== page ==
NYC Blood Banks Announce Emergency-Level Shortages, Maimonides Calls on Boro Parkers to Donate to Save Lives

NYC Blood Banks Announce Emergency-Level Shortages, Maimonides Calls on Boro Parkers to Donate to Save Lives

By Yehudit Garmaise

Do you have 10 minutes to save a life?

For the fifth time this year, the New York Blood Center (NYBC) announced a blood emergency, in which local hospitals do not have a sufficient stock of blood on their shelves to treat their patients.

NYC’s blood supply is currently only deep enough to provide one to three days' worth of blood, when the center’s ideal blood supply should last for five to seven days.

The blood is not enough to treat trauma patients in emergency rooms, car accident victims, nor the 10,000 women who give birth at Maimonides each year.

Other patients who desperately need blood donations are children and adults who have cancer, anemia, bone marrow diseases and many other conditions, Martin Bluth, MD, PhD, the chief of blood transfusion and donor services at Maimonides Medical Center, told BoroPark24.

The surpluses of blood on the shelves that most blood centers enjoyed before the pandemic has diminished to such an extent that blood centers are calling the current lack of blood supply, “a national crisis.”

Donors could not come into the hospital during Covid, and national disasters like Hurricane Ian have depleted even the Red Cross’s precarious short supply of blood, platelets, and plasma.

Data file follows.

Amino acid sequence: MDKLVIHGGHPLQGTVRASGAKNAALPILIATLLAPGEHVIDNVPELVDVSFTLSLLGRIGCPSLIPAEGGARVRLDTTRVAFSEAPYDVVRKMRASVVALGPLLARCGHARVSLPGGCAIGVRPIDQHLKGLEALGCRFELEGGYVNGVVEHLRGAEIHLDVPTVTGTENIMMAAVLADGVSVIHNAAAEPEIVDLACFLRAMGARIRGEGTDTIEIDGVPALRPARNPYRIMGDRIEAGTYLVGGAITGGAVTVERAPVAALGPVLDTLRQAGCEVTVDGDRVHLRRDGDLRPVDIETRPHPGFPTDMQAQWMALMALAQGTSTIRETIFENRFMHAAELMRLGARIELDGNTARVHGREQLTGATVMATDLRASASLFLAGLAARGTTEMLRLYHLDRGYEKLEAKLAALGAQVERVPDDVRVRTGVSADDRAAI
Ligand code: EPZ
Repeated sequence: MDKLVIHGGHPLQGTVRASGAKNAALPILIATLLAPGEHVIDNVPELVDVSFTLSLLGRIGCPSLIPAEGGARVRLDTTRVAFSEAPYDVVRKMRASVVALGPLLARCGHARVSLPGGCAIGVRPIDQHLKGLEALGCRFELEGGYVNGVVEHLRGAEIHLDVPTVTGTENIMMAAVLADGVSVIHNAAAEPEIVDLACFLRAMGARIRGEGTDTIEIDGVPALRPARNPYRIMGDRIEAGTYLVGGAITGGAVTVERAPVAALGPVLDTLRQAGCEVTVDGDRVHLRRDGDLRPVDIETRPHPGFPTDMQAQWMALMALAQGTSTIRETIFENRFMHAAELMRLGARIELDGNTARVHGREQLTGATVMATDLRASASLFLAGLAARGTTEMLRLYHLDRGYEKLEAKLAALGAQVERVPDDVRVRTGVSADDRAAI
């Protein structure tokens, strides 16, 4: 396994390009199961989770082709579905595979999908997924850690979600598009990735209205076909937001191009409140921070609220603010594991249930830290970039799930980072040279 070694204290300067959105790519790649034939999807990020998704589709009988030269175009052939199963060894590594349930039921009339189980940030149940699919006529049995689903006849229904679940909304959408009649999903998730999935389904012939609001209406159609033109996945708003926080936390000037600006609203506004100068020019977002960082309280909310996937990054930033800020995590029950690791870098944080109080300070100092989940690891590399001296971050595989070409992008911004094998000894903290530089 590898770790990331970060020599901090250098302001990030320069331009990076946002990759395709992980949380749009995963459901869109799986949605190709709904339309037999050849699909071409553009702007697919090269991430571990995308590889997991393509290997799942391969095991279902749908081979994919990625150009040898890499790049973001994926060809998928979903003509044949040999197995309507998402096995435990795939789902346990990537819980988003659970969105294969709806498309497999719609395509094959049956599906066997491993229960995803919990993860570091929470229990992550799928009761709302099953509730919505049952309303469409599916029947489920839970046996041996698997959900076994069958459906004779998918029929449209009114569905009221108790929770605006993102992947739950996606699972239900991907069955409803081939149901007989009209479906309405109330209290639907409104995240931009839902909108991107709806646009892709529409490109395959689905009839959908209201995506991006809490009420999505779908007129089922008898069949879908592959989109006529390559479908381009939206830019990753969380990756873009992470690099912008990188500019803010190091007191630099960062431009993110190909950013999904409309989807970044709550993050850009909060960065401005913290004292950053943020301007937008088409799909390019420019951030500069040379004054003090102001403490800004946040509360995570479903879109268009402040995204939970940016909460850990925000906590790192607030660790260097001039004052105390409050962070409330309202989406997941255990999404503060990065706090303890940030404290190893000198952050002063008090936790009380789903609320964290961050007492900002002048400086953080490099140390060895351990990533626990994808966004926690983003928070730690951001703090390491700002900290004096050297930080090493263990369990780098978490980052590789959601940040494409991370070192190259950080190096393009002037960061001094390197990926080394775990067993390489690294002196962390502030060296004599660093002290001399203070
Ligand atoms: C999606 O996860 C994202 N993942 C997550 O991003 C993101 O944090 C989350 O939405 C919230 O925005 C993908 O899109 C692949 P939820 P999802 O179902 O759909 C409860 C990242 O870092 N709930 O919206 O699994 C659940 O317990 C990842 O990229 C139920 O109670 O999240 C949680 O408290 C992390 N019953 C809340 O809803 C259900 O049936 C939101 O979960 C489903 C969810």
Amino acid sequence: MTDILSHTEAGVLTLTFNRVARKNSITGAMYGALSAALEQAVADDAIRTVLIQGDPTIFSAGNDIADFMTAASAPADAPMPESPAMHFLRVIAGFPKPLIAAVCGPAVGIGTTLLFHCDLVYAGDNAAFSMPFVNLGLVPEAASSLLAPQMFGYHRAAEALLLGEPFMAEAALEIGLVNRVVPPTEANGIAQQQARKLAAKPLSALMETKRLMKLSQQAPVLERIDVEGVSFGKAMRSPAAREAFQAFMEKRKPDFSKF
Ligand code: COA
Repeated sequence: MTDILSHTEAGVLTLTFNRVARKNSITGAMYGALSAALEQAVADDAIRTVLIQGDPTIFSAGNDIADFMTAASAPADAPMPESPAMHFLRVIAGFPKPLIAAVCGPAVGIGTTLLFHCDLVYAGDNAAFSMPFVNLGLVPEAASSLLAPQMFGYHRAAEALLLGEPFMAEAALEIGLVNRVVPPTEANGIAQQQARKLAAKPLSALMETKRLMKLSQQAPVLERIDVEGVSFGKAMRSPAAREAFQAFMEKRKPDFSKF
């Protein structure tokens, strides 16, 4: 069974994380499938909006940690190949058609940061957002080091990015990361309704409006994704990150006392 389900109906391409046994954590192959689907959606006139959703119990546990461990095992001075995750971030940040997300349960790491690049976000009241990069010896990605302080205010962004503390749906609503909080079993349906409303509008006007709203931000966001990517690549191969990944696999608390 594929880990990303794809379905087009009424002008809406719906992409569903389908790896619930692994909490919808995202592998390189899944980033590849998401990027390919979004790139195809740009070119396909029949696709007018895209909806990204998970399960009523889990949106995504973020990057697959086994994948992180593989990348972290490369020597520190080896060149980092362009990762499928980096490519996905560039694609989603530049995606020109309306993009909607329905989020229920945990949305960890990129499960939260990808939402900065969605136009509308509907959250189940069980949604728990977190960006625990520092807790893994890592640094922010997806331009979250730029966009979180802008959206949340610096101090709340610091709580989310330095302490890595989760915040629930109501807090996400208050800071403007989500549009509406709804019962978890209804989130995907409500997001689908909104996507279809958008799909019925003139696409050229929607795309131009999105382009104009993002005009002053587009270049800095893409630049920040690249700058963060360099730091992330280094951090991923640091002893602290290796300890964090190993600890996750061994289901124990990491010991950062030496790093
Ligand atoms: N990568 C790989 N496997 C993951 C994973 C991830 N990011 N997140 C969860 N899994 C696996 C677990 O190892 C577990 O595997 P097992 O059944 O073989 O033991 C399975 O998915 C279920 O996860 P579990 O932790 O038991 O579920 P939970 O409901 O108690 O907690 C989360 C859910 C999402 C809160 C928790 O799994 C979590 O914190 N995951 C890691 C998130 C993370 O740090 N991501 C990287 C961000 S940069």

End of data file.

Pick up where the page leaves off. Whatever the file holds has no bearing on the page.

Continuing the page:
In Boro Park, the “Save Maimo” campaign has sadly hindered the hospital’s ability to collect blood because people don’t want to get involved. 

As a result of dwindling blood donations, Maimonides cannot provide the blood so many of its patients desperately need. 

“We have to make sure we have the blood for the approximate 10,000 transfusions we provide every year for people who need blood to live,” Dr. Bluth explained. 

“We can’t get the normal levels of blood we seek.” 

NYC has a continuous need for blood: especially now that people are living longer and getting sicker. 

“So more people need blood now compared to 20 years ago,” Dr. Bluth said.

“Every three seconds, someone needs blood,” reports

The best way to restock the city’s blood supply is to reinvigorate blood donors’ zrezus, explained Dr. Bluth, who called on Boro Parkers to step up and come into donate at the Maimonides Blood Donation Center at 4802 10th Ave.

Maimonides' reduction in donors caused the Blood Center to cut its daily hours to Tuesday and Thursday from 8am to 7pm, and people who want to donate individually or in groups of five can call (718) 283-7657 to make appointments or arrange mobile units to come to them.

While getting to Maimonides can be hard for those who don’t drive, Dr. Bluth is proposing a plan for those who drive and who can’t donate blood, but who want to help, to volunteer to drive others to donate blood.

For larger groups, Maimonides offers mobile units that can set up beds, juice, kosher snacks, phlebotomists who come right to shuls, schools, community centers, offices, nonprofits, and community groups for people who want to give blood right where they are: in order to save a life. 

People should not expect hospitals to always have the blood they need, like grocery shoppers expect stores to have pears on shelves, Dr. Bluth said.

“We need to dissociate from community politics and realize that the resource of blood that you think is always available, is only available because of the altruism that people extend to other people,” Dr. Bluth said. “We have blood in storage only because of the people who chose to donate their blood, platelets, and plasma for other people.”

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